Mitt Romney on Friday urged President Donald Trump to apologize for his defense of white nationalists and equivocations over who was to blame for last weekend’s clash in Charlottesville, Va., which resulted in the death of 32-year-old counter-protester Heather Heyer.
“Whether he intended or not, what he communicated caused racists to rejoice, minorities to weep, and the vast heart of America to mourn,” the former Massachusetts governor and the GOP’s 2012 presidential candidate said in a Facebook post. “Accordingly, the president must take remedial action in the extreme. He should address the American people, acknowledge that he was wrong, apologize. State forcefully and unequivocally that racists are 100% to blame for the murder and violence in Charlottesville.”
Conservative commentator and “never Trump” advocate Charlie Sykes praised the remarks, and chided Republican Party officials for failing to speak out in a similar manner.
Dear GOP: this is what principled, moral leadership looks like . https://t.co/tCtSz5qdoo
— Charlie Sykes (@SykesCharlie) August 18, 2017
But there’s little reason to believe Romney’s pleas to the president will elicit the desired response. Trump is notoriously averse to admitting fault, and his presidency has so far been defined by a desire to appeal to the base of voters who elected him, which recent surveys show are largely in the president’s camp when it comes to casting blame on the attendants at the Charlottesville rally. A CBS News poll released Thursday found that 67 percent of Republican voters said the president’s response was appropriate.
There’s also evidence that Romney’s influence on Republican voters has waned considerably. This is not the first time that Romney, who during the transition was under consideration to lead the State Department, has lambasted Trump — to little effect.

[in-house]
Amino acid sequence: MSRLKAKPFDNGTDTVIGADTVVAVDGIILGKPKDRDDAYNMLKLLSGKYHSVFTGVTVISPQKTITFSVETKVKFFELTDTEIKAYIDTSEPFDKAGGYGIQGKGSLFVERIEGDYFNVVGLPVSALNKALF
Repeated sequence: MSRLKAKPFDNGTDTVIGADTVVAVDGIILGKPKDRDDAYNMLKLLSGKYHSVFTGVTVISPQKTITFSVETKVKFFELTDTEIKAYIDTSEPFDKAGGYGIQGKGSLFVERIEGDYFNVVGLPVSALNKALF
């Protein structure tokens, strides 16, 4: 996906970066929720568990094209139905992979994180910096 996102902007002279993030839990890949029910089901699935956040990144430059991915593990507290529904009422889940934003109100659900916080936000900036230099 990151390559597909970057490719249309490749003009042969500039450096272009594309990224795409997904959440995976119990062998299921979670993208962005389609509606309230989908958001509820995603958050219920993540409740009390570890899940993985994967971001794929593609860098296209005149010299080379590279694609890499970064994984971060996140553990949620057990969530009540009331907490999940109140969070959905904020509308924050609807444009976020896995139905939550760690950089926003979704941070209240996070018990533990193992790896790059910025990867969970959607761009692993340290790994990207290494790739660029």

In March 2016 during the heat of the GOP primary, Romney spoke forcefully against Trump during an address at the University of Utah, calling him a “fraud” and a “phony” and arguing that his “bombast is already alarming our allies and fueling the enmity of our enemies.”
A Morning Consult survey conducted in the days after the speech found that Romney’s criticisms did little to move the needle with the Republican base. Roughly three-quarters of Republican voters said the speech either had no impact on their view of Trump (43 percent) or made them more likely to support him (31 percent), compared with just 20 percent who said they were less likely to support Trump.
Another Morning Consult poll from the weekend, partially conducted during the debate and subsequent fallout over Trump’s initial response to the Charlottesville tragedy, found his support among the base on the rise, from 76 percent to 81 percent, while the share of GOP voters who strongly approve of him also increased, from 40 percent to 46 percent.
And while Romney has launched stinging rebukes of Trump, critics might argue that some of Romney’s other actions may have undermined his authority to speak out against the president, such as his acceptance of Trump’s endorsement during the 2012 campaign, which came at a time when Trump was pushing the “birther” conspiracy that tried to cast doubt over then-President Barack Obama’s place of birth.